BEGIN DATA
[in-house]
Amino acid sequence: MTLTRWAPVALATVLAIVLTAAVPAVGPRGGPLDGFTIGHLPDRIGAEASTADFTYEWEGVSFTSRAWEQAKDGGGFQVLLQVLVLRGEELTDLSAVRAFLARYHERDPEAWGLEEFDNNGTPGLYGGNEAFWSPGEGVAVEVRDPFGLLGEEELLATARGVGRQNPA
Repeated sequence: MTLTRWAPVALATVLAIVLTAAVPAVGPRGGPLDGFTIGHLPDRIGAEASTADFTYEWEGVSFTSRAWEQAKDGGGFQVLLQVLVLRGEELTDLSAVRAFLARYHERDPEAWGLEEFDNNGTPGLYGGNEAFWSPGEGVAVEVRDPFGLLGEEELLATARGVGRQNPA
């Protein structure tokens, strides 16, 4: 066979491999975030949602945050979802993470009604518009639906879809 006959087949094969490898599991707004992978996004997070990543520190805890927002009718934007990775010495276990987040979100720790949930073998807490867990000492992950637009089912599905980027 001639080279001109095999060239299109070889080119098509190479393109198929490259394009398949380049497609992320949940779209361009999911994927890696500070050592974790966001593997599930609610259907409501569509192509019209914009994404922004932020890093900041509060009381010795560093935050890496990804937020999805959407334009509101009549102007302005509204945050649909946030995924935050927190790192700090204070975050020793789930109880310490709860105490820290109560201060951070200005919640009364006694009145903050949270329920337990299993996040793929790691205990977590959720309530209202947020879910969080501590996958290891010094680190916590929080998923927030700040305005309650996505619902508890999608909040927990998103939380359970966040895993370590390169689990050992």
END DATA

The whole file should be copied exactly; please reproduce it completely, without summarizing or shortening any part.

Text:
[in-house]
Amino acid sequence: MTLTRWAPVALATVLAIVLTAAVPAVGPRGGPLDGFTIGHLPDRIGAEASTADFTYEWEGVSFTSRAWEQAKDGGGFQVLLQVLVLRGEELTDLSAVRAFLARYHERDPEAWGLEEFDNNGTPGLYGGNEAFWSPGEGVAVEVRDPFGLLGEEELLATARGVGRQNPA
Repeated sequence: MTLTRWAPVALATVLAIVLTAAVPAVGPRGGPLDGFTIGHLPDRIGAEASTADFTYEWEGVSFTSRAWEQAKDGGGFQVLLQVLVLRGEELTDLSAVRAFLARYHERDPEAWGLEEFDNNGTPGLYGGNEAFWSPGEGVAVEVRDPFGLLGEEELLATARGVGRQNPA
């Protein structure tokens, strides 16, 4: 066979491999975030949602945050979802993470009604518009639906879809 006959087949094969490898599991707004992978996004997070990543520190805890927002009718934007990775010495276990987040979100720790949930073998807490867990000492992950637009089912599905980027 001639080279001109095999060239299109070889080119098509190479393109198929490259394009398949380049497609992320949940779209361009999911994927890696500070050592974790966001593997599930609610259907409501569509192509019209914009994404922004932020890093900041509060009381010795560093935050890496990804937020999805959407334009509101009549102007302005509204945050649909946030995924935050927190790192700090204070975050020793789930109880310490709860105490820290109560201060951070200005919640009364006694009145903050949270329920337990299993996040793929790691205990977590959720309530209202947020879910969080501590996958290891010094680190916590929080998923927030700040305005309650996505619902508890999608909040927990998103939380359970966040895993370590390169689990050992």